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Bandleader Oscar Martinez celebrates 75th
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Bandleader Oscar Martinez celebrates 75th

Songwriter/ bandleader Oscar Martinez is among the most important pioneers in Tejano music history. Our correspondent, Rene Cabrera recently visited with Martinez and files this insightful  interview.

CORPUS CHRISTI - Former bandleader Oscar Martinez

 celebrated his 75th birthday with 200 of his closest friends and relatives here on Friday(1/2/09) night. 

The Tejano Music Awards and Tejano Roots Hall-of- Famer, who played trumpet with the Isidro Lopez organization in 1954, established himself as a songwriter and performer beginning in the 1950s.  Martinez wrote and recorded such well known tunes as “Tu Sabes Que Te Quiero,” “La Mala Cara,” “Makes No Difference,” “El Gallo Copeton,” and others.  “El Tejano Enamorado,” became Martinez’s most well known tune.  Written in 1965, the tune was promptly recorded by Isidro Lopez. 

Since then the polka-paced tune has been recorded by groups from all points in the Tejano spectrum, from Rudy and the Reno Bops, to Carlos Guzman, Little Joe, Joel Nava and most recently Bob Gallarza.  

Daughter Iris Simmons, a woman given to speaking her mind, spoke it loud and proud at the event as she reminisced from a personal level.  Addressing her father, she pointed to his lasting contributions to Texas music and culture, bringing the crowd to a standing ovation when she closed her remarks with, “You are the one and the only, the original, El Tejano Enamorado.” 

A representative of the City of Corpus Christi proclaimed January 3 as Tejano Enamorado Day. Following that, a number of friends and admirers, among them Freddie Martinez, who himself fronted an orchestra and who now heads Freddie Records, and Leo Saenz of Fort Worth-based Latin Express orchestra, spoke of Oscar Martinez’s achievements in Tejano Music. Naturally, Martinez was the object of some ribbing about his age.  Corpus Christi attorney Tony Bonilla said that he first met Martinez while they both worked on a presidential political campaign …..Abraham Lincoln’s.

Oscar Martinez made it to the Tejano band A List and stayed there until he stopped touring in 1977, but he continued writing and finding success with tunes like “Se Acabo El Dinero, Se Acabo El Amor.” So it’s far from over for this hall-of-famer.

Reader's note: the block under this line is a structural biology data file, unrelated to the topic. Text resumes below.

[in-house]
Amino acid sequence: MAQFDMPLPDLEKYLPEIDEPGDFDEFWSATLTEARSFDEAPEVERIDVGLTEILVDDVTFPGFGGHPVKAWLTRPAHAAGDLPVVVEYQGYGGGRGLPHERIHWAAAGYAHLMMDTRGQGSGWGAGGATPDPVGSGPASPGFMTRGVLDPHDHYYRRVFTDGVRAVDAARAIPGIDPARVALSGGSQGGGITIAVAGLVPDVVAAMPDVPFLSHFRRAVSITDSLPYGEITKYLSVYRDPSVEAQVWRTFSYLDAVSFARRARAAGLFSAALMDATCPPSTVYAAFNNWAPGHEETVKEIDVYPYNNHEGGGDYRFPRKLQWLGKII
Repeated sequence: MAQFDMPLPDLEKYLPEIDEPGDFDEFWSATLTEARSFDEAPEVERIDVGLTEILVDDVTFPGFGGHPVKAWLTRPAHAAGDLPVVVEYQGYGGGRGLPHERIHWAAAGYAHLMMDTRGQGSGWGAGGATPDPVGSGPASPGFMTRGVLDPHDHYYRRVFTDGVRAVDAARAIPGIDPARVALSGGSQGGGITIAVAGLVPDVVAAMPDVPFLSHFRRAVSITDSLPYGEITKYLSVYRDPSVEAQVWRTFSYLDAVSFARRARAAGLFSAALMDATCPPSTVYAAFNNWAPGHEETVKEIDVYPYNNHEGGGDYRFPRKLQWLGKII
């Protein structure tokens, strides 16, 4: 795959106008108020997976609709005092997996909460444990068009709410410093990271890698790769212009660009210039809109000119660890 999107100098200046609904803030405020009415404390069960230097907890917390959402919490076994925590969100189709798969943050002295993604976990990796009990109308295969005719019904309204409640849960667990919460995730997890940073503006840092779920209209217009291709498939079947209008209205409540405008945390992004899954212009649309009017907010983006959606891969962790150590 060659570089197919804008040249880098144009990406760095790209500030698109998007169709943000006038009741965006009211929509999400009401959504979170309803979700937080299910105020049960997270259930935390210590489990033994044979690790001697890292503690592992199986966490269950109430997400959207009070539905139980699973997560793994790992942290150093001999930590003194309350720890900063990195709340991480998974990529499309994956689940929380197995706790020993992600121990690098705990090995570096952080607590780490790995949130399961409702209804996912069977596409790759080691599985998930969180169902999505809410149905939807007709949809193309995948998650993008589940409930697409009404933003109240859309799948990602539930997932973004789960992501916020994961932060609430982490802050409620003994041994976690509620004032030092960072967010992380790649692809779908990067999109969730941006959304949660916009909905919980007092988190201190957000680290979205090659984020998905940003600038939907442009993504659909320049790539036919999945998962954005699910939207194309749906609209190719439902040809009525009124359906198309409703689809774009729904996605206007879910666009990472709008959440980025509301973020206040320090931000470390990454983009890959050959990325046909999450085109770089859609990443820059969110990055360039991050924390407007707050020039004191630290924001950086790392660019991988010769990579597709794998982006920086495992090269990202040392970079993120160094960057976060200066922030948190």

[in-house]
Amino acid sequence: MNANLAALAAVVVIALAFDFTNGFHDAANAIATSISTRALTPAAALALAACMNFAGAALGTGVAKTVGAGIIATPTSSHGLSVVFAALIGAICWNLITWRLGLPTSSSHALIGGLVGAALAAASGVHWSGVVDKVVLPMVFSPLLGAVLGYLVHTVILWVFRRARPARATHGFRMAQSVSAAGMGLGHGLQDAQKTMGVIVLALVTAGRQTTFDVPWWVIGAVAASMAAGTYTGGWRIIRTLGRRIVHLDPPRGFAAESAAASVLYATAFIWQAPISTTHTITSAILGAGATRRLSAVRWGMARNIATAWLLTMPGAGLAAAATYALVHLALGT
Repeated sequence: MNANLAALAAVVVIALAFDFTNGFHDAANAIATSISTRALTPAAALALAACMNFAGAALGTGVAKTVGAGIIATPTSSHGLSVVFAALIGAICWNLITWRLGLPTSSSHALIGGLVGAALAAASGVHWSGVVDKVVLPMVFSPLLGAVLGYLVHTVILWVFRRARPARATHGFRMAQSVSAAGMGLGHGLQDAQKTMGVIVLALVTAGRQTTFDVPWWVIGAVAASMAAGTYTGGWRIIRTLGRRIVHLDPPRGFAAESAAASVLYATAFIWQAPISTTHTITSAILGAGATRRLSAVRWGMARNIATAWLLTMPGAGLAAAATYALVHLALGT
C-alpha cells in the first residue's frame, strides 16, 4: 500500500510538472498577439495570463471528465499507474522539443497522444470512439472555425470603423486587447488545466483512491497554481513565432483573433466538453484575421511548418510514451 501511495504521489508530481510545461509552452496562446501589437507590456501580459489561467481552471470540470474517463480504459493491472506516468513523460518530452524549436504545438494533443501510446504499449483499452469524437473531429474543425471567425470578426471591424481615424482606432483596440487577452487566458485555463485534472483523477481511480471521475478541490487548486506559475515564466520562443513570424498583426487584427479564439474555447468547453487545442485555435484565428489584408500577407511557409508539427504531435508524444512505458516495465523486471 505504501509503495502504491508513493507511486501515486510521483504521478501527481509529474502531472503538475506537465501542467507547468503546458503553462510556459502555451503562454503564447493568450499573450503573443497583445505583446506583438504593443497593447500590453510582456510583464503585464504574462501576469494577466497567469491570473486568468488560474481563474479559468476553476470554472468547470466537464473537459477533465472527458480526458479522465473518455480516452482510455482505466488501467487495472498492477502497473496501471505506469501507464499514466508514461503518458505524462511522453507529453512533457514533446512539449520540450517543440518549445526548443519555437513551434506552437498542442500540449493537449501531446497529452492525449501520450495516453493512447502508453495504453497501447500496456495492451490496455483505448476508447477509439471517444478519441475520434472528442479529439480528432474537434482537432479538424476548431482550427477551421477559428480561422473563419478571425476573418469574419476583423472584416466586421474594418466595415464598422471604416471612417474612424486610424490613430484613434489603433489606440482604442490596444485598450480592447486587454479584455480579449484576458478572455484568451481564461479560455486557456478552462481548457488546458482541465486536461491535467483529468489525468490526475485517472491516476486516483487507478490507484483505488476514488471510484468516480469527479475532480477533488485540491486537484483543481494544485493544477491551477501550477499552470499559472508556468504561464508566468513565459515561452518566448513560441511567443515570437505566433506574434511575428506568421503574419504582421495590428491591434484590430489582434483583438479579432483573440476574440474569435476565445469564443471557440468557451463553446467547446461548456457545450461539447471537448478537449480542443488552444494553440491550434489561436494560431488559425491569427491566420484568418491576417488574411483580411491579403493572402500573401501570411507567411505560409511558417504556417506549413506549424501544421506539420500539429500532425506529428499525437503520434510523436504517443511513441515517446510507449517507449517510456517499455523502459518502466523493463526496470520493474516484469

Obviously, the lines on Oscar Martinez’s face may be etched a little deeper, the bifocals a bit thicker and he’s not as limber as he once was.  But this proud Tejano can still jazz up a traditional polka as good as anyone and he’s still a valued contributor to Texas music and culture.  The individuals in the crowd that Friday night in Corpus Christi appreciate that and expressed it for all of us.

It’s hard to encapsulate a 30-some year career in music and honestly grasp the achievements of someone like Oscar Martinez.  But you do the best you can. We asked Oscar Martinez to speak with us one-on-one to answer some of our questions.  That interview, in Q&A format, follows. 

Rene Cabrera Goes One-On-One with El Tejano Enamorado

You were born and raised in Corpus Christi. What was it like growing up there in the 1930s and 40s? 

At the time I was helping take care of my grandmother.  She had some cows and chickens, rabbits, and goats, so we helped her with that until I was about 8 years old.  She also had rental houses.  That was my job growing up.

And you attended Corpus public schools. 

I attended public schools, Driscoll Jr. High and Miller High School.  I became interested in music in Driscoll Jr. High. I wanted to play trumpet but got handed the tuba instead.  I played the tuba through high school with the Buccaneer Band at Miller High School.  Throughout school I never played trumpet.  I picked up the trumpet at home.

How old were you when you started playing professionally?

I was maybe 17 years old.  We used to play at a beer joint every night. The people who played there were all older.  Me and a friend, Rudy Alvarado, used to play with them.  It was a seven piece orquesta.  It didn’t have an accordion. More like a dance band.  We had an alto and trumpet, drums, guitar, bass and a vocalist. 

Do you remember what kind of music you played? 


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